Good stock photography photojournalism is about telling stories. For this reason a good photographer shouldn’t remove anything from the scene – at the scene or with photoshop – no matter how distracting it is. Good stock photography photojournalism strives to document reality.
You aren’t documenting reality if you photoshop parts of the scene of an otherwise great shot because the parts breaks up your composed shot. For example, you’re not documenting reality if you move a bicycle closer to the wreckage of an accident where a child was injured.
A good stock photojournalist works with what he has. Of course, this doesn’t mean that you cannot work around distractions. They can be eliminated by shooting from different angles. They can be minimized by using a zoom lens. A tight crop can also help reduce the distraction.
Tips for the Non-Stock Photography Journalist
The concept of working with the environment at hand can add an entire new dimension to your work. Rather than taking the standard smiling face on a plain background, photograph your subject in her natural environment. If you’re photographing craftsmen, photograph them in their workshops or at job sites. If you’re photographing a grandmother, pose her comfortably and, possibly, near the family photos. There really is no limit. Most environments contain a little “something” of themselves.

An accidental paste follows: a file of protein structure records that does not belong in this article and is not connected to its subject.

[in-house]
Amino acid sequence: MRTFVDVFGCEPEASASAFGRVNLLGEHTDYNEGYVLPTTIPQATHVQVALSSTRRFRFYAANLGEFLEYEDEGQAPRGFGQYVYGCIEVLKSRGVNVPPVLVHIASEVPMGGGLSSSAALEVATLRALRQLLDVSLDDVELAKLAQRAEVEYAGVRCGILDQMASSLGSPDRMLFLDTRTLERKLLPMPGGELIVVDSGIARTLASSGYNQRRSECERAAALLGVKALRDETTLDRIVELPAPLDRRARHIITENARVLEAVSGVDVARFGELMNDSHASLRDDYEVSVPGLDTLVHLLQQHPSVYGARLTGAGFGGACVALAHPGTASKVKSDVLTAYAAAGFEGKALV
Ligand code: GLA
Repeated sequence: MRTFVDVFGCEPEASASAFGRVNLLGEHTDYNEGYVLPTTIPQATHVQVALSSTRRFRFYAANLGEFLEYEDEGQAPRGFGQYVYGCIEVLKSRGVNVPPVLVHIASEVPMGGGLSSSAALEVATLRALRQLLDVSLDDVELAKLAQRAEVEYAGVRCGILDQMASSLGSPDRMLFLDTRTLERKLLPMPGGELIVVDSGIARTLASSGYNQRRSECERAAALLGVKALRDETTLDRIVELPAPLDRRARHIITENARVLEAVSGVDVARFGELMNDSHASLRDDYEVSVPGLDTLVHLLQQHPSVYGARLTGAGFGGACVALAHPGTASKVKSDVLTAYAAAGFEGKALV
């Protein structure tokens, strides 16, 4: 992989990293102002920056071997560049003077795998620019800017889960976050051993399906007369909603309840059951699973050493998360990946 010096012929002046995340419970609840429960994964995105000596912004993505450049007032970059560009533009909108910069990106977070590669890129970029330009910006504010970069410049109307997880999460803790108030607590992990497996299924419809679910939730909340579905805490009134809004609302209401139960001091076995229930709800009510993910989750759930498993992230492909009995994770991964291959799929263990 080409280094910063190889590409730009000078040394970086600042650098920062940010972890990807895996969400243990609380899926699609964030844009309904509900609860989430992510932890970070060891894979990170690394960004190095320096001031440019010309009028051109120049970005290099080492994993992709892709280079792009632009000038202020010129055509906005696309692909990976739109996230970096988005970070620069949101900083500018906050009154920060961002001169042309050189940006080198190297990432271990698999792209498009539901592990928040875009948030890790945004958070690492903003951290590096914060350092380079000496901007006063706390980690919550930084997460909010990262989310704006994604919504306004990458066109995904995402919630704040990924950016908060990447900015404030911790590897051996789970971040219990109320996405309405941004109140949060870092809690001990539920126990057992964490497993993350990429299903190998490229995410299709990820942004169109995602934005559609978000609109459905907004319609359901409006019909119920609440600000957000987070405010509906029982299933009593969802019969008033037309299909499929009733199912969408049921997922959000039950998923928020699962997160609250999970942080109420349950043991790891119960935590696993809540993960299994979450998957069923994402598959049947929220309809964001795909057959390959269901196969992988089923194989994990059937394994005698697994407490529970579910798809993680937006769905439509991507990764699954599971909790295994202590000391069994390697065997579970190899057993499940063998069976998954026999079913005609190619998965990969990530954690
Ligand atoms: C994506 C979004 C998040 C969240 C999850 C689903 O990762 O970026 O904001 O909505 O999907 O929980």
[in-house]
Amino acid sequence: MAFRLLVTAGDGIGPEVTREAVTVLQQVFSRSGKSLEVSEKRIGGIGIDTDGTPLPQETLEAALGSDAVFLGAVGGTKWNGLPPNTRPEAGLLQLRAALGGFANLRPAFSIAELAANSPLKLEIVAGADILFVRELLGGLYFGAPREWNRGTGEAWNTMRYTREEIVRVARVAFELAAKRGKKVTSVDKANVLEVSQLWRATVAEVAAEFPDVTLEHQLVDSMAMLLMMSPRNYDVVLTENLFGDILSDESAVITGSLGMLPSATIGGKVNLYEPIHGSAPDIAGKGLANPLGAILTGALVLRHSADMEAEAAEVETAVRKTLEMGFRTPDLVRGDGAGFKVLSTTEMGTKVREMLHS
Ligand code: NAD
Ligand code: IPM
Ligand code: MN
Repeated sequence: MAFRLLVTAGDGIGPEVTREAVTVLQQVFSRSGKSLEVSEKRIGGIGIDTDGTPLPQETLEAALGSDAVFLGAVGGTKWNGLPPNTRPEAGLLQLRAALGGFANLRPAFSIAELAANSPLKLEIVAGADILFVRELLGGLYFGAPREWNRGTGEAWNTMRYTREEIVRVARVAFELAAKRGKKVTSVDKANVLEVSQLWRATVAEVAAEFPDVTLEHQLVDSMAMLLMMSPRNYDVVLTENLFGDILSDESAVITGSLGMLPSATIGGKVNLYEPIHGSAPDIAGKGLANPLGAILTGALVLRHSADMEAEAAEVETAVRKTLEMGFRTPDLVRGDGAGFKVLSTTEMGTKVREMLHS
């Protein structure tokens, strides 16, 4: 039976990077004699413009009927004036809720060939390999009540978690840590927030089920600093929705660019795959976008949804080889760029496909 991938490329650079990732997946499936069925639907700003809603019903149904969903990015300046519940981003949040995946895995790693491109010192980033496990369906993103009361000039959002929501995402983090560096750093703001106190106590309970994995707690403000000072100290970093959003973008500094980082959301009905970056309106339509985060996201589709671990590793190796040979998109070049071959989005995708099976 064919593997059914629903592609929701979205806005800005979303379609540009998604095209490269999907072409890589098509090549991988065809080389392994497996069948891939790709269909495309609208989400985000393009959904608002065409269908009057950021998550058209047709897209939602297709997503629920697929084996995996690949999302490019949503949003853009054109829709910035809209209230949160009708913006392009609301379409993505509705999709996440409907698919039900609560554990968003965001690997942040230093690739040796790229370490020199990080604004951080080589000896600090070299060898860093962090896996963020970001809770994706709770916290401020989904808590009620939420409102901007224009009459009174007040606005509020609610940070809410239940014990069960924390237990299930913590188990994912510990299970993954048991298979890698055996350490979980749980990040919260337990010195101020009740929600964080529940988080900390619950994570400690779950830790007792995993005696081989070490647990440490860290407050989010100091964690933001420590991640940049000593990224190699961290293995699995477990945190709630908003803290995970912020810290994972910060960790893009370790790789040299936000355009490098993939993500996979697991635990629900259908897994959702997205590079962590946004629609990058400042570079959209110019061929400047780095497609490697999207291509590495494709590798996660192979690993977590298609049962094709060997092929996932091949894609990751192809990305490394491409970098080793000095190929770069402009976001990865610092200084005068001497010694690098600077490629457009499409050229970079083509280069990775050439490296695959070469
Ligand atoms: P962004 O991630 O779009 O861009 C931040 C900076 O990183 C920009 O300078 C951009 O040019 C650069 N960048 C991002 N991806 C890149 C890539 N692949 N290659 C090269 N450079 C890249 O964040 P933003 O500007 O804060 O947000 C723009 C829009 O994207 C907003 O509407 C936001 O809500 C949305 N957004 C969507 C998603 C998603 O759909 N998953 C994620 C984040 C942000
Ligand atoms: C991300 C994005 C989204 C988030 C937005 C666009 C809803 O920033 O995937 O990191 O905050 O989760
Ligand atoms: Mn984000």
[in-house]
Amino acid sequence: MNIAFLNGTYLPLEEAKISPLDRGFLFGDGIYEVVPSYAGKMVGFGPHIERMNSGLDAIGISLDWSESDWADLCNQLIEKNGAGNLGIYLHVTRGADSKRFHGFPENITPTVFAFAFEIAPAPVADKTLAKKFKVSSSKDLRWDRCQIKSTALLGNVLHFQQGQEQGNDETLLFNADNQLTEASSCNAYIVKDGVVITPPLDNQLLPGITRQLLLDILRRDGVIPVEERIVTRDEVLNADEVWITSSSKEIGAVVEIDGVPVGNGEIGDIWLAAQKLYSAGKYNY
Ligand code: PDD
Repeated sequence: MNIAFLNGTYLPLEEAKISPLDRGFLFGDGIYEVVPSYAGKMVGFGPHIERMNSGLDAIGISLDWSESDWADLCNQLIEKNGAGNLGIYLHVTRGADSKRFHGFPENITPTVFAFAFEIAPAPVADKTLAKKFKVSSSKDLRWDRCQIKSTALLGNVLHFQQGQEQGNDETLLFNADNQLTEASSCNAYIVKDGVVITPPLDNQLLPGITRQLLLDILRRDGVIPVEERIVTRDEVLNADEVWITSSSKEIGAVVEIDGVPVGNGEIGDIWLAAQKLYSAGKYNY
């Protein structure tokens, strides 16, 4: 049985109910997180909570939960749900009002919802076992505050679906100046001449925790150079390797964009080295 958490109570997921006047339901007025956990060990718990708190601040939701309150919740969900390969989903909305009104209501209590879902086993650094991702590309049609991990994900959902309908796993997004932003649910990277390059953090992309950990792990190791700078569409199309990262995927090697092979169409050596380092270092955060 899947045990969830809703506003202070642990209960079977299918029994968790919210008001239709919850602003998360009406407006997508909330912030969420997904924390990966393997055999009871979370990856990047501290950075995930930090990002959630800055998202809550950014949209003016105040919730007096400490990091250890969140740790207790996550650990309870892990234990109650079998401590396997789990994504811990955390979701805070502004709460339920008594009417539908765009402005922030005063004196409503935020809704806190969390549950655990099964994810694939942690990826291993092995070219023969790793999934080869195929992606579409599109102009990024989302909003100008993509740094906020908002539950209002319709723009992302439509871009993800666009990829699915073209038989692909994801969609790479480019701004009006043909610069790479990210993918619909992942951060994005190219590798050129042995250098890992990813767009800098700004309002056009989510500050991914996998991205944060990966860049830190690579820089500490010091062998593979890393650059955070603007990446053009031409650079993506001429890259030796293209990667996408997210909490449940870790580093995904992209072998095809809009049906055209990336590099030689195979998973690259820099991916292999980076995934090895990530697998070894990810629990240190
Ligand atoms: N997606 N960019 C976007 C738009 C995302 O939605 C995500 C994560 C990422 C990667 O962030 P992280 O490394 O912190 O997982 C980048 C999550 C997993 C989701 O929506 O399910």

Keep a constantly composing eye. We’ve all seen photos with things like poles or trees in line with people’s heads and ruining an otherwise great photo. Before shooting, look for distractions by viewing your scene as though you’re eyes are a “viewfinder.”
Get close to your subject. Of course, this isn’t always desirable or possible. Usually, the closer you get to your subject, the easier it is to separate the background visually.
Shoot the angles. Try squatting down or getting up higher for a different perspective. Stools and chairs make excellent perches.